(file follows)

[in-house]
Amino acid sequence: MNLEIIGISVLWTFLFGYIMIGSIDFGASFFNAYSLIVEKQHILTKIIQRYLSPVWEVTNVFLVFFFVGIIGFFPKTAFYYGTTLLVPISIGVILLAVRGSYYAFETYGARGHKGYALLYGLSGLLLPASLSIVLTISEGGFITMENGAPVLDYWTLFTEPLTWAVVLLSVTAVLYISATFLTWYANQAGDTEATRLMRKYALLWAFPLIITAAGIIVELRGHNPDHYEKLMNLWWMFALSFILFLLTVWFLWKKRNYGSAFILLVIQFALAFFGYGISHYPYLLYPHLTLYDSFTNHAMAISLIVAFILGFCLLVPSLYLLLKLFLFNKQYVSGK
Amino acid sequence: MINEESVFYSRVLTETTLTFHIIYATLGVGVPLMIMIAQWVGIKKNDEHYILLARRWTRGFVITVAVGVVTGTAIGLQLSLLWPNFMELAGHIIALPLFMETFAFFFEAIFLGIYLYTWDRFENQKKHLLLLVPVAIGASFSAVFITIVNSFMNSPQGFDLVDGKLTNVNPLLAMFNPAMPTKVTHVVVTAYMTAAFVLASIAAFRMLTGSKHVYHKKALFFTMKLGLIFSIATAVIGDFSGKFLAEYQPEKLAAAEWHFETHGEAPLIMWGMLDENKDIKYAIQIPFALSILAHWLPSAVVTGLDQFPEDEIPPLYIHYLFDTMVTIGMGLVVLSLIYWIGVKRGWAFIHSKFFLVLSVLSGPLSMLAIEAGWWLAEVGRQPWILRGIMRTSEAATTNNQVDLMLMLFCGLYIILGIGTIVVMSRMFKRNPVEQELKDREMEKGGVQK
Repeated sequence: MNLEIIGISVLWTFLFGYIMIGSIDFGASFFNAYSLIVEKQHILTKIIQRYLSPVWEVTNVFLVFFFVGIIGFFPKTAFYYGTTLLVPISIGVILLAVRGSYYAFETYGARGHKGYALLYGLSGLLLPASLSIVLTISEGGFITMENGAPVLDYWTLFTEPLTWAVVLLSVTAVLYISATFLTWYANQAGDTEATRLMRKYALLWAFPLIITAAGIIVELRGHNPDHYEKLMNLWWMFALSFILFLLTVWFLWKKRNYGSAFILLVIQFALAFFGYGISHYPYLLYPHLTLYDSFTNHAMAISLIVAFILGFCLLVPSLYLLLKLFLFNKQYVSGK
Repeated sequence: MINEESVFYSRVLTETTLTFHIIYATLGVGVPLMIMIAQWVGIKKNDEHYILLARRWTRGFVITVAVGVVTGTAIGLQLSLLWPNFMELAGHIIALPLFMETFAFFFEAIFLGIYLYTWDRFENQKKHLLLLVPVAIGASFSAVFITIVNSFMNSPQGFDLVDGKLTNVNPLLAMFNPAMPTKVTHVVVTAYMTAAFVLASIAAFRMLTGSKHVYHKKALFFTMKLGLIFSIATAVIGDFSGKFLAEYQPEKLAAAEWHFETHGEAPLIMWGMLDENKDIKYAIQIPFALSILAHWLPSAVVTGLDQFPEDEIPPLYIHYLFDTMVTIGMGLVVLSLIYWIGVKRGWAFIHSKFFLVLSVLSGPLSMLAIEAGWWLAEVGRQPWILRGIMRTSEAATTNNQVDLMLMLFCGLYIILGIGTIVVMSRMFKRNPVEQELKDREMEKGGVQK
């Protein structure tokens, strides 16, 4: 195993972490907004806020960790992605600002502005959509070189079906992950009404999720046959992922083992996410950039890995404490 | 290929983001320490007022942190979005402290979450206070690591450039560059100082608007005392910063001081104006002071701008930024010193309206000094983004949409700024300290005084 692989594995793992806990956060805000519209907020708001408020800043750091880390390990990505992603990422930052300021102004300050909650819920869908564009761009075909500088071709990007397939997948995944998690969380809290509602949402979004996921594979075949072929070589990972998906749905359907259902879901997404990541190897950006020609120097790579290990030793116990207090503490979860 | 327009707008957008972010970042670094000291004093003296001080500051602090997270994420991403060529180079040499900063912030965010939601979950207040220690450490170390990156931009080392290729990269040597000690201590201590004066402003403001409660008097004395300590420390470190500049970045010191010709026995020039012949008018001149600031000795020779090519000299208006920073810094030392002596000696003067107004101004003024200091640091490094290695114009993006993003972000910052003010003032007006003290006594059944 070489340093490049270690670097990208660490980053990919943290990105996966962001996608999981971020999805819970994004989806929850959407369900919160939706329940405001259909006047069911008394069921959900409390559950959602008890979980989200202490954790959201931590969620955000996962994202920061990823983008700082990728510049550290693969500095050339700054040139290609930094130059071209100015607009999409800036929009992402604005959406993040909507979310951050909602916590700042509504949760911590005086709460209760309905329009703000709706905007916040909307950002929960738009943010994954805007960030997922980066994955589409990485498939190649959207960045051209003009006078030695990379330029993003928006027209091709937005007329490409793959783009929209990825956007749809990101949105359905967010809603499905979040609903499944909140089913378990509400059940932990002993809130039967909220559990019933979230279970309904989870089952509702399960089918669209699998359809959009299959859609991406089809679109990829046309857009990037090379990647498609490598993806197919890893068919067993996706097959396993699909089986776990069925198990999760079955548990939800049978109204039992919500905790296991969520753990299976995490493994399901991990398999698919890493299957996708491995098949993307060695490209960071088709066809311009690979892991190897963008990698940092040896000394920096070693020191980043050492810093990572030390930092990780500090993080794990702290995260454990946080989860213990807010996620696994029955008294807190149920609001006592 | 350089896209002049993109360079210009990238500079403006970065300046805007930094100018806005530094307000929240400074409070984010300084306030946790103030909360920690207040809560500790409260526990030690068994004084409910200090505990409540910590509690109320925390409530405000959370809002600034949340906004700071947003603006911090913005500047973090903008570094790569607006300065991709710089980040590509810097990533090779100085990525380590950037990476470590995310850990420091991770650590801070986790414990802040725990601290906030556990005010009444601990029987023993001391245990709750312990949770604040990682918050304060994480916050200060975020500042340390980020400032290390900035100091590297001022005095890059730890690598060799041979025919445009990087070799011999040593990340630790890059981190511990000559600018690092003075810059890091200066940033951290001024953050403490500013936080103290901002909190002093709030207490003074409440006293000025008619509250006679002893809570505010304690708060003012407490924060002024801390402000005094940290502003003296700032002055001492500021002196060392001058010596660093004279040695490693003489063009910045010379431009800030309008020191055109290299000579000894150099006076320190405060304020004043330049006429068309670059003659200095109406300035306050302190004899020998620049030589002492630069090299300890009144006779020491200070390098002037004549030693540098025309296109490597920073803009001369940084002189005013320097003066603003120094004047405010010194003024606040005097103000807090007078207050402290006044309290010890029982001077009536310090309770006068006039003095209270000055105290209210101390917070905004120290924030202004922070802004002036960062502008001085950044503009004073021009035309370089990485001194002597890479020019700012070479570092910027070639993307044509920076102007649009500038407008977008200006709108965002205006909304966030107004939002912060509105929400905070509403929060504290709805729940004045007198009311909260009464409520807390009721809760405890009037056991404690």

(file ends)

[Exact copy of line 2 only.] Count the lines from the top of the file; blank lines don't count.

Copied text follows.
Amino acid sequence: MNLEIIGISVLWTFLFGYIMIGSIDFGASFFNAYSLIVEKQHILTKIIQRYLSPVWEVTNVFLVFFFVGIIGFFPKTAFYYGTTLLVPISIGVILLAVRGSYYAFETYGARGHKGYALLYGLSGLLLPASLSIVLTISEGGFITMENGAPVLDYWTLFTEPLTWAVVLLSVTAVLYISATFLTWYANQAGDTEATRLMRKYALLWAFPLIITAAGIIVELRGHNPDHYEKLMNLWWMFALSFILFLLTVWFLWKKRNYGSAFILLVIQFALAFFGYGISHYPYLLYPHLTLYDSFTNHAMAISLIVAFILGFCLLVPSLYLLLKLFLFNKQYVSGK